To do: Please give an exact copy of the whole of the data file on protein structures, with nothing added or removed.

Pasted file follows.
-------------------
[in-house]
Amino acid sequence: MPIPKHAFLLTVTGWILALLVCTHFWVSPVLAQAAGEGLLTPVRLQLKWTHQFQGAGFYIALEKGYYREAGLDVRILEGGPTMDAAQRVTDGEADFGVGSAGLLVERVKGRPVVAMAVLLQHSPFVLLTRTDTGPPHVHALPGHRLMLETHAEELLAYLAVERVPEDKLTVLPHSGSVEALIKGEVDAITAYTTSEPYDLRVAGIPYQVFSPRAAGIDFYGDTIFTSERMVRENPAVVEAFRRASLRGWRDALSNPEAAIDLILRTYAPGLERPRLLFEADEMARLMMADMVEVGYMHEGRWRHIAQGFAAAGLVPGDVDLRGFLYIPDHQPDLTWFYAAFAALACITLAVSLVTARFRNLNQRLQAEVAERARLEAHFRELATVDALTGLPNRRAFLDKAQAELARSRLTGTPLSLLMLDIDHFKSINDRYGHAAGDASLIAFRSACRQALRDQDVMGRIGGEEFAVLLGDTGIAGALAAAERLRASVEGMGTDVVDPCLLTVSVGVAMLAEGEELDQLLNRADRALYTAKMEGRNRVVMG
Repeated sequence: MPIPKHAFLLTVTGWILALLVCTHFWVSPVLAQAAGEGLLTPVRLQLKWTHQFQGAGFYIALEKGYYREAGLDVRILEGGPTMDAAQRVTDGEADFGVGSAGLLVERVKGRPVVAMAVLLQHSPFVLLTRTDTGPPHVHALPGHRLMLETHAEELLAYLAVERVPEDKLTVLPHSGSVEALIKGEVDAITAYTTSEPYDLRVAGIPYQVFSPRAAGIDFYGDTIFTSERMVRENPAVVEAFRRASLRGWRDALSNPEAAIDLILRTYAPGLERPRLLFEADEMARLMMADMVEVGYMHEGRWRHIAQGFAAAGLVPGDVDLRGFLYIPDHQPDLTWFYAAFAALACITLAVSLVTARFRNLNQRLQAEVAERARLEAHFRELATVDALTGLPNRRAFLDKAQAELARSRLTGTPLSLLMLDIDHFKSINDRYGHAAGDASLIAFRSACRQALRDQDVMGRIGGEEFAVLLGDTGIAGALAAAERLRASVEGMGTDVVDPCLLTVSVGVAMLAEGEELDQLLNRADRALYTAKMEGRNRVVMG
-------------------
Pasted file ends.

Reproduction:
[in-house]
Amino acid sequence: MPIPKHAFLLTVTGWILALLVCTHFWVSPVLAQAAGEGLLTPVRLQLKWTHQFQGAGFYIALEKGYYREAGLDVRILEGGPTMDAAQRVTDGEADFGVGSAGLLVERVKGRPVVAMAVLLQHSPFVLLTRTDTGPPHVHALPGHRLMLETHAEELLAYLAVERVPEDKLTVLPHSGSVEALIKGEVDAITAYTTSEPYDLRVAGIPYQVFSPRAAGIDFYGDTIFTSERMVRENPAVVEAFRRASLRGWRDALSNPEAAIDLILRTYAPGLERPRLLFEADEMARLMMADMVEVGYMHEGRWRHIAQGFAAAGLVPGDVDLRGFLYIPDHQPDLTWFYAAFAALACITLAVSLVTARFRNLNQRLQAEVAERARLEAHFRELATVDALTGLPNRRAFLDKAQAELARSRLTGTPLSLLMLDIDHFKSINDRYGHAAGDASLIAFRSACRQALRDQDVMGRIGGEEFAVLLGDTGIAGALAAAERLRASVEGMGTDVVDPCLLTVSVGVAMLAEGEELDQLLNRADRALYTAKMEGRNRVVMG
Repeated sequence: MPIPKHAFLLTVTGWILALLVCTHFWVSPVLAQAAGEGLLTPVRLQLKWTHQFQGAGFYIALEKGYYREAGLDVRILEGGPTMDAAQRVTDGEADFGVGSAGLLVERVKGRPVVAMAVLLQHSPFVLLTRTDTGPPHVHALPGHRLMLETHAEELLAYLAVERVPEDKLTVLPHSGSVEALIKGEVDAITAYTTSEPYDLRVAGIPYQVFSPRAAGIDFYGDTIFTSERMVRENPAVVEAFRRASLRGWRDALSNPEAAIDLILRTYAPGLERPRLLFEADEMARLMMADMVEVGYMHEGRWRHIAQGFAAAGLVPGDVDLRGFLYIPDHQPDLTWFYAAFAALACITLAVSLVTARFRNLNQRLQAEVAERARLEAHFRELATVDALTGLPNRRAFLDKAQAELARSRLTGTPLSLLMLDIDHFKSINDRYGHAAGDASLIAFRSACRQALRDQDVMGRIGGEEFAVLLGDTGIAGALAAAERLRASVEGMGTDVVDPCLLTVSVGVAMLAEGEELDQLLNRADRALYTAKMEGRNRVVMG